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I have a lot of css class where I redefine font sizes, example:

.ko {font-size:2.2em;}
.szik {font-size:2.8em}

Now I replace my default font with a custom one, I define a new one:

@font-face {
font-family: BebasNeue;
src: url("http://acc-road.com/page/media/BebasNeue.otf") format("opentype");
}

My problem is that the font size of the old one does not match with the new one, and my last chance to rewrite my all code. Can I solve this problem easily? How?

I try this solution, but it's not working.

@font-face {
    font-family: BebasNeue;
    src: url("http://acc-road.com/page/media/BebasNeue.otf") format("opentype");
    font-size: 10.5em;
    font-size-adjust: 10.5;
}

Thanks for the answers.

share|improve this question
    
I'm not sure I understand. But the font-size should be on an element and not where you import the fonts. –  JimmyRare Dec 23 '12 at 23:53
1  
Also font-size can not be assigned to @font-face –  Arash Milani Dec 23 '12 at 23:54
4  
Arash is wrong. Use em sizes, and you won't need to redo your sizes again. em is essentially a percentage from the parent. If you started with a base size on your body and use ems throughout, then you will be fine. –  Brad Dec 23 '12 at 23:58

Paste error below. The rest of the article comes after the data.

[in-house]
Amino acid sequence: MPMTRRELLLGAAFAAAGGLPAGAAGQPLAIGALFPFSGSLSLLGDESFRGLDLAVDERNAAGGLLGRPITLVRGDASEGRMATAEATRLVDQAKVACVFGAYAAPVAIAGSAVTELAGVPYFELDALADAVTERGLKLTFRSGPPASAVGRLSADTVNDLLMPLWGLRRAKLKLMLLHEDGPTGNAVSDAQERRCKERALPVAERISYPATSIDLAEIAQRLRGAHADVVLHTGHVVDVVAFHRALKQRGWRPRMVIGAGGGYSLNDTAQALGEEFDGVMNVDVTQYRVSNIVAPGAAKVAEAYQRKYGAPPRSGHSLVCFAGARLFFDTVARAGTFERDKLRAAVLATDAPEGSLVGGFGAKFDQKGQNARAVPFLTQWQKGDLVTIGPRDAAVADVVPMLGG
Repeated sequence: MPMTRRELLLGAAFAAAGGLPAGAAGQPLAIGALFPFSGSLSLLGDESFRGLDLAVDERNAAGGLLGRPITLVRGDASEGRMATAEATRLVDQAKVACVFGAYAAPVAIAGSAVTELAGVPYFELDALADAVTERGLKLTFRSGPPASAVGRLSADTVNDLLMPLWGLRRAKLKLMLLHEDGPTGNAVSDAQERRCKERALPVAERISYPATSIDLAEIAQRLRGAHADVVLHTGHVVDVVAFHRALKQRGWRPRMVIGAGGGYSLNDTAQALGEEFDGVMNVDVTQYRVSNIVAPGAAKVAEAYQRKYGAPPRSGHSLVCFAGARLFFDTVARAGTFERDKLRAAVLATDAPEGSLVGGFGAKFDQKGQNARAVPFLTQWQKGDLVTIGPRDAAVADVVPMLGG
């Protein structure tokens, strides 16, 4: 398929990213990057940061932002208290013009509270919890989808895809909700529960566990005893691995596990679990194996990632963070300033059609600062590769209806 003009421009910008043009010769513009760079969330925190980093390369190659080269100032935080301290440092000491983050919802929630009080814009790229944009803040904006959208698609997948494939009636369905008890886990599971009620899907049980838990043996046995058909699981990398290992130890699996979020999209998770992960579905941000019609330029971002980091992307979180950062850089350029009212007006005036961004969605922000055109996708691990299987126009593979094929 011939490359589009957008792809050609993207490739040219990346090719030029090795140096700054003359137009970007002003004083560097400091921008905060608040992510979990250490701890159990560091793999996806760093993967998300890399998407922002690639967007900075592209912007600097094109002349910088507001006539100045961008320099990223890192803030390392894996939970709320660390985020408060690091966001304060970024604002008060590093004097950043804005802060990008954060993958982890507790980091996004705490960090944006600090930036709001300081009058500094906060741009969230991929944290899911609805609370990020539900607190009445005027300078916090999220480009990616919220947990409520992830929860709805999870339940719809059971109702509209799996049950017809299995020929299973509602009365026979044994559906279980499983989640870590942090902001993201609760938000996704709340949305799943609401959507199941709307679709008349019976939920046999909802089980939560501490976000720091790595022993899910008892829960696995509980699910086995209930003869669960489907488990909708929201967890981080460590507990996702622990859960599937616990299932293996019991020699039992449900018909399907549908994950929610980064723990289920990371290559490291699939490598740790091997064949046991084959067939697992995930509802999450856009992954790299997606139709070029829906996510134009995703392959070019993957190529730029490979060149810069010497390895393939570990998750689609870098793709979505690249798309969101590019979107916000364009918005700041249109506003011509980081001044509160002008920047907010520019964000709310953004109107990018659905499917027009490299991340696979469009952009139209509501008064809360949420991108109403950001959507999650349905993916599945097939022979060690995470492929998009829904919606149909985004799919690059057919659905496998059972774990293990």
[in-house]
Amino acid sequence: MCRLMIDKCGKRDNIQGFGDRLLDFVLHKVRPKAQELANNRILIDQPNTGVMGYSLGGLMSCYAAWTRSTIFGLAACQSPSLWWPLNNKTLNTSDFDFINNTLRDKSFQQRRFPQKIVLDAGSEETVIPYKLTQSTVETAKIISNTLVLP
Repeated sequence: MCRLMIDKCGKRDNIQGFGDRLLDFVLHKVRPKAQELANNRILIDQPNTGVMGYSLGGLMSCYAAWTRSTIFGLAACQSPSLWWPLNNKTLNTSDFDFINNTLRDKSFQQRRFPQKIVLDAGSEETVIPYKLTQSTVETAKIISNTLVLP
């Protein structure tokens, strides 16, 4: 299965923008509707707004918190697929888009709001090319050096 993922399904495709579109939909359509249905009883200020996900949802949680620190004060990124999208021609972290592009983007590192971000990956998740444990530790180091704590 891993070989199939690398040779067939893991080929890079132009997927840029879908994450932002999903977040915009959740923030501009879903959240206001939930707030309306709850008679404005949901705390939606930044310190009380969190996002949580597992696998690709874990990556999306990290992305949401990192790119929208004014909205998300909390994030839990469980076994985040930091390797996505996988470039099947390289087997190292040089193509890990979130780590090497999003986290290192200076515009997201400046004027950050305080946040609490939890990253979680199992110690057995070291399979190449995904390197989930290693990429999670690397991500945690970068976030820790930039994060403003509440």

2  
There's no difference between 150% and 1.5em when it comes to font-size. They are the same. It sounds like the OP's problem is that FontA and FontB have different glyph heights or widths (ie. FontA is larger or smaller than FontB). –  cimmanon Dec 24 '12 at 0:00
    
thanks for the solution guys :) –  flatronka Dec 24 '12 at 0:12

2 Answers 2

up vote 2 down vote accepted

The font size is not changed at all when you change font family, but the dimensions of characters will change. If this is a problem, you need to reconsider your choices of font families and font sizes.

You’re not describing how you use fonts, so I’ll make a guess. Suppose your copy text font is Arial and you are using Bebas Neue for headings. In Bebas Neue, all letters are about as tall as uppercase letters in Arial. It’s an odd font that intentionally loses case distinctions, and this has its implications. (For example, if you used a huge relative font size like 2.8em, the sizes of letters will become even more huge, when in BebasNeue versus copy text Arial.) If you use it, you simply need to select font sizes accordingly. This should not be a big issue if you have set heading font sizes in a controlled manner.

In principle, you could use font-size-adjust to tune font sizes according to font family, but it works on relative x-heights (10.5 would be an absurd value), and it is only supported by Firefox, in a broken manner.

share|improve this answer

You don't need to rewrite all the font sizes, just change the font-size for the body tag:

body {
  font-size: 15px; /* use an appropriate value */
}

When you say "1.2em" in a css rule, you're just saying that you want to use the inherited font size * 1.2. Is the same as using percentages.

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